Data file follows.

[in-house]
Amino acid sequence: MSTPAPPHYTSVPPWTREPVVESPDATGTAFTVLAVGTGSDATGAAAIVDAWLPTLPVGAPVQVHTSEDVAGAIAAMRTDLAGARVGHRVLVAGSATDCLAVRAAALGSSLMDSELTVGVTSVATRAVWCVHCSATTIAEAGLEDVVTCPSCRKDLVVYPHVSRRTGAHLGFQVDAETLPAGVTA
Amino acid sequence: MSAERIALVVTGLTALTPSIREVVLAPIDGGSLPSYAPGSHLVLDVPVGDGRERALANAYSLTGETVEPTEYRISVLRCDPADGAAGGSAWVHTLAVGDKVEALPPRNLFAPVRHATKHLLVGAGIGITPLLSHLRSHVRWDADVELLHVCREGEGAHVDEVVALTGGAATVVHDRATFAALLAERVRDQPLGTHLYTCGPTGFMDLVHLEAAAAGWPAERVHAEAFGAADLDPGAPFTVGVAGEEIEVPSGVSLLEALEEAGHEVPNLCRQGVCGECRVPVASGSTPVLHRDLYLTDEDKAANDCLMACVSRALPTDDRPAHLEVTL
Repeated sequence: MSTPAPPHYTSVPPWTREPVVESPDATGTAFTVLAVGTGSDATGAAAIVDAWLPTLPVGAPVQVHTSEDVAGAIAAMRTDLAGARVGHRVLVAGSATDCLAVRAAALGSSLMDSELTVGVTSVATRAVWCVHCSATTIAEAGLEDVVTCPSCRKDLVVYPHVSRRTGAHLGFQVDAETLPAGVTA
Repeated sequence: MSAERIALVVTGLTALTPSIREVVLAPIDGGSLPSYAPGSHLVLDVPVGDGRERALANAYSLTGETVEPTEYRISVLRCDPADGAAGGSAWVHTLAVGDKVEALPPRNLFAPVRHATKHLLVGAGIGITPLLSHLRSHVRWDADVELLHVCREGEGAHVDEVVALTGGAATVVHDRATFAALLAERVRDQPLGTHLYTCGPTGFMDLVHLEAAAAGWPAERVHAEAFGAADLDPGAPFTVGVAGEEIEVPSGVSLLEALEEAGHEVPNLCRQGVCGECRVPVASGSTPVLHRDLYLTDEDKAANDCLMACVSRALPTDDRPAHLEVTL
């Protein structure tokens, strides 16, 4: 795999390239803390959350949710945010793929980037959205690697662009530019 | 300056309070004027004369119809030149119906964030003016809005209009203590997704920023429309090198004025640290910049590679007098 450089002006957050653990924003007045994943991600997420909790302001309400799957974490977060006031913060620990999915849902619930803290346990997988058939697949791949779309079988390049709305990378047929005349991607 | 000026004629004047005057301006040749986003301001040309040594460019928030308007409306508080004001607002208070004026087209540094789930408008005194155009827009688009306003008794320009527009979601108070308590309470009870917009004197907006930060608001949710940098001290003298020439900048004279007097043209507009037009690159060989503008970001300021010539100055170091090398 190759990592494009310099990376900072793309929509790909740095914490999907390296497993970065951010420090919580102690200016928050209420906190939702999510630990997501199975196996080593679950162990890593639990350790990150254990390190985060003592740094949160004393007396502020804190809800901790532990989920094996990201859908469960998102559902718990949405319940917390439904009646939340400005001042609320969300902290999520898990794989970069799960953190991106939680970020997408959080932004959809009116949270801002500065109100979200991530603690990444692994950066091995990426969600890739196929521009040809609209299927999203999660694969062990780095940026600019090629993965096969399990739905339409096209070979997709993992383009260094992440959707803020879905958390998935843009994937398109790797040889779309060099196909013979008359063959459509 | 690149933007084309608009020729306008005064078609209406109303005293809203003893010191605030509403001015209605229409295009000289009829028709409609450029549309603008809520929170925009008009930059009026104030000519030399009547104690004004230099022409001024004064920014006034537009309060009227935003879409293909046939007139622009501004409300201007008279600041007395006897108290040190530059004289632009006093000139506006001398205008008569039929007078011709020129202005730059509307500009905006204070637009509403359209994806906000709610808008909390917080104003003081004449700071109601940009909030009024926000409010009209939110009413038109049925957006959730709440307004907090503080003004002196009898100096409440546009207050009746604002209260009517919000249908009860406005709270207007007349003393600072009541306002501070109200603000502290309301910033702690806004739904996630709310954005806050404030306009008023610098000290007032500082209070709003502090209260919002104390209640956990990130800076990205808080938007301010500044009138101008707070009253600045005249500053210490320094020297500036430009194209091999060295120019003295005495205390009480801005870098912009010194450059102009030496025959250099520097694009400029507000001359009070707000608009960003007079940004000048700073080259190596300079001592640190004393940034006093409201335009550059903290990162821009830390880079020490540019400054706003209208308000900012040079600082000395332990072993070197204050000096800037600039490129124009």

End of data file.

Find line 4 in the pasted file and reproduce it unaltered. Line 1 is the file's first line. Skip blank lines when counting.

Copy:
Repeated sequence: MSTPAPPHYTSVPPWTREPVVESPDATGTAFTVLAVGTGSDATGAAAIVDAWLPTLPVGAPVQVHTSEDVAGAIAAMRTDLAGARVGHRVLVAGSATDCLAVRAAALGSSLMDSELTVGVTSVATRAVWCVHCSATTIAEAGLEDVVTCPSCRKDLVVYPHVSRRTGAHLGFQVDAETLPAGVTA